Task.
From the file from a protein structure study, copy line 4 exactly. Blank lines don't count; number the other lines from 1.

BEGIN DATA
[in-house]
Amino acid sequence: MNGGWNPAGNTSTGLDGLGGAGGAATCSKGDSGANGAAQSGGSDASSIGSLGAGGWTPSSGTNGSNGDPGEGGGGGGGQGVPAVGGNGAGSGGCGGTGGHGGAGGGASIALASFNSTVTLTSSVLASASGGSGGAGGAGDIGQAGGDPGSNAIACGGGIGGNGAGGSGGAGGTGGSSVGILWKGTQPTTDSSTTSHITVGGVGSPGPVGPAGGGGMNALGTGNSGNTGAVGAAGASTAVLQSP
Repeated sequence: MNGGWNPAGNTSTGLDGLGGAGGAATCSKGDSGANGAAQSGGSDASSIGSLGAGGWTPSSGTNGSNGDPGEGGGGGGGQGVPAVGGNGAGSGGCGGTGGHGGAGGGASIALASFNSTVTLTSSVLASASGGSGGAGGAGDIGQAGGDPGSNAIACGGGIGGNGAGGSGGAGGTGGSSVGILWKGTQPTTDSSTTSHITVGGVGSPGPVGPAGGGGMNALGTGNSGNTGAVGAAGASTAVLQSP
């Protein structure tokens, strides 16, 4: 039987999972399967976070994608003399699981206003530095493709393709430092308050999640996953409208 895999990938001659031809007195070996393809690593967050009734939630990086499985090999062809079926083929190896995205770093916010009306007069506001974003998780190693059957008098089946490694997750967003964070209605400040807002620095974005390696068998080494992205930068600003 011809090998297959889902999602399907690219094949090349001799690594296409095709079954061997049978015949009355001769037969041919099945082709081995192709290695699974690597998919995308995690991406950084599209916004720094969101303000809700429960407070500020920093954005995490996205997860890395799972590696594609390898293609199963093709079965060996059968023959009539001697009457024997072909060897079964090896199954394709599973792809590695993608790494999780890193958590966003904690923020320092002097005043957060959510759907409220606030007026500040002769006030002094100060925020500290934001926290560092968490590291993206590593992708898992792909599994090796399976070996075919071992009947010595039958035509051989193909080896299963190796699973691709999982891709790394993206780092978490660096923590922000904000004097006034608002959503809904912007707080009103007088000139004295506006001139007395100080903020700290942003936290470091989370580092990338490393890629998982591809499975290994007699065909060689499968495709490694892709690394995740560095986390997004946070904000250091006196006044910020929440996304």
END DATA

């Protein structure tokens, strides 16, 4: 039987999972399967976070994608003399699981206003530095493709393709430092308050999640996953409208 895999990938001659031809007195070996393809690593967050009734939630990086499985090999062809079926083929190896995205770093916010009306007069506001974003998780190693059957008098089946490694997750967003964070209605400040807002620095974005390696068998080494992205930068600003 011809090998297959889902999602399907690219094949090349001799690594296409095709079954061997049978015949009355001769037969041919099945082709081995192709290695699974690597998919995308995690991406950084599209916004720094969101303000809700429960407070500020920093954005995490996205997860890395799972590696594609390898293609199963093709079965060996059968023959009539001697009457024997072909060897079964090896199954394709599973792809590695993608790494999780890193958590966003904690923020320092002097005043957060959510759907409220606030007026500040002769006030002094100060925020500290934001926290560092968490590291993206590593992708898992792909599994090796399976070996075919071992009947010595039958035509051989193909080896299963190796699973691709999982891709790394993206780092978490660096923590922000904000004097006034608002959503809904912007707080009103007088000139004295506006001139007395100080903020700290942003936290470091989370580092990338490393890629998982591809499975290994007699065909060689499968495709490694892709690394995740560095986390997004946070904000250091006196006044910020929440996304």